“Call it not love, for Love to heaven is fled,
Since sweating Lust on earth usurp’d his name”
Shakespeare, Venus and Adonis (1593)
I was recently stranded in a public space and accosted by an amplified recording of (Love is Like a) Heat Wave, the 1963 hit that is said to have crystalized the “Motown Sound.” It was the original recording by Martha and the Vandellas, which I certainly recognized, but it mostly served to take me back to the fall of 1975, when I was about to turn eighteen and Linda Ronstadt released her very popular cover of the song. Since I was in those days eager to master the art of triggering “heat waves” in young women, I would turn up the volume and listen closely whenever Ronstadt’s hit erupted from a radio.
“Whenever I’m with him
Something inside starts to burning
And I’m filled with desire.”
I well understood that this “desire” was erotic desire, and that erotic desire was the passion my killjoy elders censured as a carnal lust of the flesh, but this power to kindle burning lust by my mere presence sounded like a power I would like to possess.
If I had been in any doubt about the infamous meaning of that word desire, Heat Wave made its meaning clear in the next two lines.
“Could it be the devil in me
Or is this the way love’s supposed to be?”
This question is obviously rhetorical, since the message of Heat Wave is that burning lust is not “the devil in me,” but is, rather, exactly “the way love’s supposed to be.” Everything else is just sentimental soup and euphemistic gauze.
In other words, Heat Wave takes a view opposite to that we find in Shakespeare’s line from Venus and Adonis. It tells us that chaste Love has usurped the place of sweating Lust, and that it has through long centuries of cruel repression buried sweating Lust in an unquiet grave. But, the song then assures us that the reign of this usurper is coming to a close, and that sweating Lust will be restored to its rightful place of honor.
“Whenever he calls my name
Soft, low, sweet and plain, I feel, yeah yeah
Well I feel that burning flame . . .”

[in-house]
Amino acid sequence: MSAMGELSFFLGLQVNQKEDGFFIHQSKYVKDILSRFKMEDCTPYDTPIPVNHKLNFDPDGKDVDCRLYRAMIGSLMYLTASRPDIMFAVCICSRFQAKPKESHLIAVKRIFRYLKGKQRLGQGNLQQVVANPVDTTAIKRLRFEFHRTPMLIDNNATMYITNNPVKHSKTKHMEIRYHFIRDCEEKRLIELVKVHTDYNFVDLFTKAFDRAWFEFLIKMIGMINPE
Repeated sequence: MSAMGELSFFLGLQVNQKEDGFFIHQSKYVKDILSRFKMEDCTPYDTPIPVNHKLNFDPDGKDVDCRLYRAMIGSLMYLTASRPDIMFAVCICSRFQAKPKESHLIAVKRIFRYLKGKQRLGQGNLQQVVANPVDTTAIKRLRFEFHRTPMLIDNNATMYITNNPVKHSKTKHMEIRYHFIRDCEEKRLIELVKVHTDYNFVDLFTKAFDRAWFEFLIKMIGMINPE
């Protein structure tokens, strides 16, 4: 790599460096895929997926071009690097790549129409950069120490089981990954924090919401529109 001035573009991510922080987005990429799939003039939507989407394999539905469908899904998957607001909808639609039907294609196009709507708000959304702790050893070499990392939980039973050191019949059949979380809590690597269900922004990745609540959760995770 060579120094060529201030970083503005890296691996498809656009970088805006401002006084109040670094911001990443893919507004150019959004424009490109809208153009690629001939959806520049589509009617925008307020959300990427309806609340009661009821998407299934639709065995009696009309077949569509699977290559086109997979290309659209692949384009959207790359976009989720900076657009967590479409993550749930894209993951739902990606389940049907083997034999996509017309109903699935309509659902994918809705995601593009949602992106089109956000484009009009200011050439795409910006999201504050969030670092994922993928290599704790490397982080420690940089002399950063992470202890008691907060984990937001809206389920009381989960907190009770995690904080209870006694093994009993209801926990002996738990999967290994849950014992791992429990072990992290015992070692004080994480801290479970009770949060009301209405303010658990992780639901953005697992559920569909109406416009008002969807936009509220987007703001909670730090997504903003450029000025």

That “burning flame” is sometimes called “tingles,” in reference to a female’s sensation that her vagina is lubricating in anticipation of sexual intercourse. Tumescence is the male equivalent, and according to what we might call the Heat Wave Philosophy, a “heat wave” of tingles and tumescence is exactly “the way love’s supposed to be.” And if young people will only let themselves get het up with these “funny feelings” of tingles and tumescence, all that superstitious twaddle about devils and carnal lust will vanish like ghosts before sunshine.
“Now that funny feeling has me amazed
I don’t know what to do my head’s in a haze.”
The songstress is here telling us that the heat wave of triumphant lust is washing away her reason, her morality, her religion, and even her natural revulsion against sweating and being sweated upon. And once all these things have been washed away, and nothing but sweating Lust remains, she will have found “true romance.”
“Don’t pass up this chance
This time it’s true romance.”
* * * * *
Listening to that old song by Martha and the Vandellas, I was reminded of a line by Howard Odum, the first great sociologist of the American South. Odum was also something of an expert in American folk music, Black and White, and he believed that the lyrics of folk songs repaid close study because they opened a window into the souls of his subjects. Odum’s view of sweating Lust was, however, much closer to Shakespeare than the Heat Wave Philosophy, so he was more than a little shocked by what he saw in the souls of Black folk. Here is the line.
“In these songs the pictures go far beyond the white man’s conception of the real. The prevailing theme of this class of songs is that of sexual relations, and there is no restraint in its expression. In comparison with similar songs of other peoples that have been preserved, those of the Negro stand out in a class of their own.” (Social and Mental Traits of the Negro .)
Odum means that Black love songs were erotic rather than romantic. The difference between the two types of love song comes down to their treatment of the “heat wave” of tingles and tumescence. In an erotic love song, tingles and tumescence are the heart and soul of “true romance,” their presence the proof that any particular romance is “the way love’s supposed to be.”
In a romantic love song, this heat wave of tingles and tumescence is an essential but by no means sufficient element in a collection of sentiments that make for “true romance,” and a romance made of nothing but tingles and tumescence is most certainly not “the way love’s supposed to be.”
(Love is Like a) Heat Wave is obviously an erotic love song, and thus serves as well as any to symbolize the tsunami of erotic love songs that flooded the United States in the 1960s and 70s. Indeed, stranded in that public space and listening to the familiar words, I thought that it serves as well as anything to symbolize the erotomania that revolutionized our culture in those decades. For what is erotomania but the triumph of the Heat Wave Philosophy: of the doctrine that tingles and tumescence are identical to “true romance,” and that sweating Lust is exactly “the way love’s supposed to be.”